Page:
Africa
Teacher's Guide
 

November 24, 1999 Update
Remember, the "Kids' Versions" are aimed at K-6.

Check out this date's update
 
The team generated the following reports: Try the following activities:
Jasmine - Greetings, Nubian Queen! Jasmine's Not in L.A. Anymore!
Kid's version available

Jasmine peels back the layers of modern-day Aswan, Egypt, and discovers part of her Nubian heritage. Includes information on Elephantine Island, Nubia, the Nile River, Los Angeles and African-Americans.

In this dispatch, Jasmine relates a part of Egypt's history which doesn't get told as often as the exploits of Pharaohs, and foreign conquerors. She tells us a little about the history of the Nubian people who have lived in Egypt for 5000 years. Even though the Nubians have lived in Egypt as long as anyone else, their story is less often told because they were (and still are) subordinate to their Arab Egyptian compatriots...and history is usually written by those in power.

Kavitha - Fighting the Rising Tide - Controlling the Nile River

The story of Egyptian attempts to control the Nile and its floodwaters, the history of irrigation, agriculture and population in the delta and valley and information about the Aswan Dam, the High Dam and Lake Nasser.

Keeping in mind Kavi's story about the High Dam on the Nile, talk about some "monument of hydro-engineering" that is in or near your hometown. Discuss what went into building it (how many pyramids-worth of stone), and the advantages (power, irrigation), and the costs (environmental impact, etc) to you, as the local population. Ask opinions: Is it right for humans to tamper with the environment in this way? What factors does the answer to this question depend on?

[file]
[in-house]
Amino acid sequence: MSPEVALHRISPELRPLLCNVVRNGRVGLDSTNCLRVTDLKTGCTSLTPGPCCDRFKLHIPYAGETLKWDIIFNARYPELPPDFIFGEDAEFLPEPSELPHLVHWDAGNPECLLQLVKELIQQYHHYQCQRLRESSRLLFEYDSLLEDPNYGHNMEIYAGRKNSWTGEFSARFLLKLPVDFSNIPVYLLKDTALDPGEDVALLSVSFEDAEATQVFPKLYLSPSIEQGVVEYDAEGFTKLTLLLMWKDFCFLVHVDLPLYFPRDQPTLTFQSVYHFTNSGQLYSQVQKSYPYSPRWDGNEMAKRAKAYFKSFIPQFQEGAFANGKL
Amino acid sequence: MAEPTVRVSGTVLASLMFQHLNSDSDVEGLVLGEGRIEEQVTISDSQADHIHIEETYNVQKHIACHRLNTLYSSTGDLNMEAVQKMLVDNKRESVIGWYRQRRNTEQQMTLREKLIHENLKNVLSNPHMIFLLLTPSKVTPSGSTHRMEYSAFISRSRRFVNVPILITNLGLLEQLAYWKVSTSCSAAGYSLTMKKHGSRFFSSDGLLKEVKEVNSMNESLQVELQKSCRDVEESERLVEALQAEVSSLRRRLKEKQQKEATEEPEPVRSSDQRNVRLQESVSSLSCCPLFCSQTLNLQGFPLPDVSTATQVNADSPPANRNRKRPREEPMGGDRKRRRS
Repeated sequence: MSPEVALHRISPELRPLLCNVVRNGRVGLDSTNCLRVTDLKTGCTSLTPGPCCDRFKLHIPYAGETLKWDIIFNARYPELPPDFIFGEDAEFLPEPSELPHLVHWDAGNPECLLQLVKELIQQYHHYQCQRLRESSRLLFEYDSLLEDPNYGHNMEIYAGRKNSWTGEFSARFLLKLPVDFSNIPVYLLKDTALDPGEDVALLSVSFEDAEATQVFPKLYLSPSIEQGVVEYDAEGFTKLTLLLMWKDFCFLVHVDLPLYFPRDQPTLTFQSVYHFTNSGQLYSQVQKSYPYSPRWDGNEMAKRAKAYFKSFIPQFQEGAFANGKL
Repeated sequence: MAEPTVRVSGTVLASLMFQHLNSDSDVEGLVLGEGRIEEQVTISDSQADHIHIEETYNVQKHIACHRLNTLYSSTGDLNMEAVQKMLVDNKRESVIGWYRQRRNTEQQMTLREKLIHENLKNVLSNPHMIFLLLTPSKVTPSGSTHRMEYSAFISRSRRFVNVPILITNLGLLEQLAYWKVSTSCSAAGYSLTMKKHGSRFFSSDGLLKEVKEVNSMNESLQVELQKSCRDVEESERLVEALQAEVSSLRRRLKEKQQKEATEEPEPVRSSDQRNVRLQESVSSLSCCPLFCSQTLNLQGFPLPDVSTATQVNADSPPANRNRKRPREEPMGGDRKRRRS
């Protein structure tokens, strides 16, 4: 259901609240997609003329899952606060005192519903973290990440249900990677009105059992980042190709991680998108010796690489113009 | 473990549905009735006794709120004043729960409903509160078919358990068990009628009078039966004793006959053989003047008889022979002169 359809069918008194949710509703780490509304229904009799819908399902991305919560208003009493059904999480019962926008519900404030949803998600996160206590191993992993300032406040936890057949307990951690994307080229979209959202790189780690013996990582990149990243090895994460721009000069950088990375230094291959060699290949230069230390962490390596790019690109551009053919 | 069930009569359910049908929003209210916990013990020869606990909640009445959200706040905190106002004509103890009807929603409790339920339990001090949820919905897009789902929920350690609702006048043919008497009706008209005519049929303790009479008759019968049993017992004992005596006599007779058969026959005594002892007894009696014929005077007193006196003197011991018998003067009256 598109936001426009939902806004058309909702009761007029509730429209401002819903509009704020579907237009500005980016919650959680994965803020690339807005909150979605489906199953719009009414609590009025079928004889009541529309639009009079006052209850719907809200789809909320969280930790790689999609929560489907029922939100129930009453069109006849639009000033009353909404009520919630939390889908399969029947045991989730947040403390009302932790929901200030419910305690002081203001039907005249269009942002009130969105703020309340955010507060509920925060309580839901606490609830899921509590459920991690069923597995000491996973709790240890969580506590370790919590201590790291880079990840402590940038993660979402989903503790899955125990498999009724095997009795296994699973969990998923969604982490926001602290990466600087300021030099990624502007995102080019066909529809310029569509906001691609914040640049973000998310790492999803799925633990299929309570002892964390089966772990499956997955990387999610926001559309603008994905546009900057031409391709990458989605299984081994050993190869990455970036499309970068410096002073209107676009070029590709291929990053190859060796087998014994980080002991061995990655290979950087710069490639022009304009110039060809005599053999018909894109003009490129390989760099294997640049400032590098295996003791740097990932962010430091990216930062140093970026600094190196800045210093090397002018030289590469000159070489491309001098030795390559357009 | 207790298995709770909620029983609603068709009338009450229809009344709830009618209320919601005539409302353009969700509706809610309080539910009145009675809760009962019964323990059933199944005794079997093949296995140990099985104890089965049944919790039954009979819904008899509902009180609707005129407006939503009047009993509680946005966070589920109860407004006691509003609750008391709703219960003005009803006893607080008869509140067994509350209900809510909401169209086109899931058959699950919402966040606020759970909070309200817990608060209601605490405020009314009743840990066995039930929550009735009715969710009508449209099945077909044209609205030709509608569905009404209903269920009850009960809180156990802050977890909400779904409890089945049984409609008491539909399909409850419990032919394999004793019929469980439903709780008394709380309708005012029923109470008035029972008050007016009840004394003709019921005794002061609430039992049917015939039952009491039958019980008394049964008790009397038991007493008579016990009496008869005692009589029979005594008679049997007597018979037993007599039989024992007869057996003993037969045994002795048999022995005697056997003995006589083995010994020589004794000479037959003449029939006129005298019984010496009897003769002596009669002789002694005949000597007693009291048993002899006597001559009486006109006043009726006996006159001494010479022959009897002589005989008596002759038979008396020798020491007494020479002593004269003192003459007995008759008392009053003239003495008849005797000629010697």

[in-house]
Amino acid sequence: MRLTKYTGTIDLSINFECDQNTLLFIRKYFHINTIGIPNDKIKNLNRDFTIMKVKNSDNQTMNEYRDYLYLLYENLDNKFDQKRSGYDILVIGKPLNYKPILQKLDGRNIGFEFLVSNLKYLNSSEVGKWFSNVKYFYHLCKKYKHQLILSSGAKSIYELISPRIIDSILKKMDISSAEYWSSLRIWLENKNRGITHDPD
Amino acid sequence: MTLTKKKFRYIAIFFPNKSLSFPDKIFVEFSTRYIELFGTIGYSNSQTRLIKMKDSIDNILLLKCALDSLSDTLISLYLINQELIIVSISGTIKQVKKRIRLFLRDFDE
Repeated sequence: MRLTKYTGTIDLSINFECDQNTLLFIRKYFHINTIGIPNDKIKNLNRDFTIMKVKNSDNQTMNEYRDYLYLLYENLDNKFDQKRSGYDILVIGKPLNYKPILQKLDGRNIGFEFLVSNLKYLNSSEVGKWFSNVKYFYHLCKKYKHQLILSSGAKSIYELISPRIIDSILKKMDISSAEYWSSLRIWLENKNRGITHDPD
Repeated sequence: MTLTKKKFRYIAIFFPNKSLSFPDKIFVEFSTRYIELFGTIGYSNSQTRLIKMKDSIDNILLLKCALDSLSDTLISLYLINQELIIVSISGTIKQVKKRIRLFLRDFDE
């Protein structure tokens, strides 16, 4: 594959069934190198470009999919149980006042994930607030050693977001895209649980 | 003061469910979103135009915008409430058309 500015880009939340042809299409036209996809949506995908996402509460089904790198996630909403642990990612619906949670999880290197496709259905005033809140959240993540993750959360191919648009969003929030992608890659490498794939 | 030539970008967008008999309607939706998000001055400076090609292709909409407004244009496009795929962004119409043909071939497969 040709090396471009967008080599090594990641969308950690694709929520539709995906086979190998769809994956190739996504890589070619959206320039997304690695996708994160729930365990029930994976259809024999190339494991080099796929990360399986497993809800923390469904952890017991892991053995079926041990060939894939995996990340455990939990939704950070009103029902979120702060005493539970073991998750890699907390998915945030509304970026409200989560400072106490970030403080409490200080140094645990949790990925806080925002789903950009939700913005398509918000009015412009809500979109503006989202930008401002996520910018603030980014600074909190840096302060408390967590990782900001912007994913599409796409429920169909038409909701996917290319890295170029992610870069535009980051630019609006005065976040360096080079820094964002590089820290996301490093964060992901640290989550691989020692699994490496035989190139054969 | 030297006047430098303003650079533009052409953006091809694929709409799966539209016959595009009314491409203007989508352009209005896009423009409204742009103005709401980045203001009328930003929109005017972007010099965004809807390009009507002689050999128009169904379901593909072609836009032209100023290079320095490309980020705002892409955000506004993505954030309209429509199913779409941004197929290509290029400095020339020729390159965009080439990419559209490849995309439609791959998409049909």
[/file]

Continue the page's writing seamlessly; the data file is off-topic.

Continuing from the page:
Team - The Story of the Suez Canal

Team dispatch on the Suez Canal and the Egyptian city Ismailia.

On a world map with a scale, measure the distance a ship would have to travel from somewhere in Europe (like England or France) to somewhere in India or China:

a) if it had to travel around the southern tip of Africa
b) if it took the "shortcut" through the Suez Canal

Discuss the enormous economic significance of such a shortcut in terms of the amount of time and resources it saves. This is the main reason the canal has been a source of political tension. It is similar to the story of the Panama Canal.

Monica - When Does Flirting Become Hurting?

Monica describes in plain language what sexual harassment looks like, its effects on people and why it's not reported more often.

Discuss the sexual harassment policy of your school and go over one more time what steps students should take if they think they are being harassed.

Monica - No Thanks: Sexual Harassment in School and at Work

Monica attends a university discussion on the status of women, where discrimination, gender-inclusiveness and sexual harassment are covered. Includes information on school and workplace policies, reporting and effects of sexual harassment.

After reading Monica's report, what do you think? Are policies about discrimination and harassment on the books because, as Burts thinks, "they're a Band-Aid: they pat women on the head and say 'we're taking care of you?'" Does the publication of policies about discrimination and harassment "step-by-step change the culture," like Margaret Zohni said? Or do they fail to address the real issue, which is how men and women relate to one another, both as individuals and within the society or culture? How does this discussion relate to your own life? What stereotypes do you hold about women and men? How do you relate to your peers, your friends, your family, your teachers, your boss?

 
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